Sunday after January 6, 2021: If You Claim the Name

First Sunday after Epiphany:
If You Claim the Name
10 January 2021

This sermon does not follow the lectionary. On January 6, 2021, a group of rioters instigated by Donald Trump invaded the Capitol building. Five people were killed. Others died afterward. Several officers who defended the Congress that day later committed suicide. The worst thing? The whole debacle had “Christianity” clearly stamped all over it.

By the way, here’s the video of my preaching the sermon to an empty sanctuary because of COVID-19. Yes, we canceled services because of a real pandemic.  As I said, we’ve had enough nonsense.

Scripture Reading: Ezekiel 22:23-31.

22:23    Again the word of the LORD came to me:   24 “Son of man, say to the land, ‘You are a land that has not been cleansed or rained on  in the day of wrath.’ 25 There is a conspiracy of her princes within her like a roaring lion tearing its prey; they devour people, take treasures and precious things and make many widows  within her. 26 Her priests do violence to my law and profane my holy things; they do not distinguish between the holy and the common;  they teach that there is no difference between the unclean and the clean; and they shut their eyes to the keeping of my Sabbaths, so that I am profaned among them. 27 Her officials within her are like wolves tearing their prey; they  shed blood and  kill people to make unjust gain. 28 Her  prophets whitewash these deeds for them by false visions and lying divinations.   They say, ‘This is what the Sovereign LORD says’—when the LORD has not spoken. 29 The people of the land practice extortion and commit robbery;  they oppress the poor and needy and mistreat  the foreigner,  denying them justice.
Ezek. 22:30    “I  looked for someone among them who would build up the wall and stand before me in the gap on behalf of the land so I would not have to destroy it, but I found no one. 31 So I will pour out my wrath on them and consume them with my fiery anger, bringing down on their own heads all they have done, declares the Sovereign LORD.”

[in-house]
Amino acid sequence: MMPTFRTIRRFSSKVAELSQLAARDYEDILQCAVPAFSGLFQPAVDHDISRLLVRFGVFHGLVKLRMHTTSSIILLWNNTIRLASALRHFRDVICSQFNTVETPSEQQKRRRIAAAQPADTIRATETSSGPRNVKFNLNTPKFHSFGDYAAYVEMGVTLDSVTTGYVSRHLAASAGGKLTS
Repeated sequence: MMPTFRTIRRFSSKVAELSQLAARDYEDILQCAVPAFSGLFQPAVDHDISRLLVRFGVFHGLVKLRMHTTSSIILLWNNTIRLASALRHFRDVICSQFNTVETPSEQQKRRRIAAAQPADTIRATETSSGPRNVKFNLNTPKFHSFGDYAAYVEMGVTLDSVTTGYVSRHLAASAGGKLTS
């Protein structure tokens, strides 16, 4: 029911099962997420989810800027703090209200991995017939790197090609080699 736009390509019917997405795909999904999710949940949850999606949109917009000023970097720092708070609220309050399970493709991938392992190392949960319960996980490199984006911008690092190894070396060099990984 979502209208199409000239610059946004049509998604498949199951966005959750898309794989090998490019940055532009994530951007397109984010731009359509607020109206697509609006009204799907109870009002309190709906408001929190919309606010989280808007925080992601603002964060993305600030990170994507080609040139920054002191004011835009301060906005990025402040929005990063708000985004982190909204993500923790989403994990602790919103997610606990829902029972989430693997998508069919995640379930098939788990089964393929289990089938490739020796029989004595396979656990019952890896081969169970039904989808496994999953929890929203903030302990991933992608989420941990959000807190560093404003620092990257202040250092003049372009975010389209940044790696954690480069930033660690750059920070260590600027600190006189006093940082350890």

Sermon text: 2 Corinthians 5:16-21.
So from now on we regard no one from a worldly point of view. Though  we once regarded Christ in this way,   we do so no longer. 17 Therefore, if anyone is in Christ, the new creation has come: The old has gone,  the new is here! 18 All this  is from  God, who reconciled us to himself through Christ and gave us the ministry  of reconciliation: 19 that  God was reconciling the world to himself in Christ, not counting people’s  sins against them. And he has committed to us the message  of reconciliation. 20 We are therefore Christ’s ambassadors, as though  God were making his appeal through us. We implore you on Christ’s behalf: Be reconciled  to God. 21 God made him who had no sin to be sin for us, so that in him we might become the righteousness of God.

Years ago, I read a story about Alexander the Great. After a battle, a young soldier was brought before the conqueror. Alexander took one look at the young man and, for some reason, instantly took a liking to him. He asked the frightened soldier, “What is your name?” “Alexander,” the soldier replied. This endeared the man to Alexander even more.

Alexander turned to the commander with the soldier and asked what had happened. The commander told him, “Cowardice. He ran from the battle.” Alexander glowered at the young soldier and shouted, “Young man, either change your behavior, or change your name!”

That story flashed back into my mind this week as we witnessed the seditious behavior of the criminals who stormed our Capitol building this week. America is a nation and an ideal, not a religion, but if we have sacred secular space, the Capitol is one of those spaces. That space was desecrated this week.

Even worse, as I later saw pictures of the event, I saw a woman holding a bright sign — so bright no one could miss it — that said, “Jesus saves.” With that one sign, the holy Church was tied indelibly to an attempt to block the orderly transition of power on which our very democracy rests.

We’ve seen a lot of nonsense in American Christianity over the years. But frankly, I’ve seen nothing like the nonsense I’ve witnessed over the past 4 years at any point in my life, and I managed to survive the apocalyptic nonsense of the 1970’s and late 1990’s.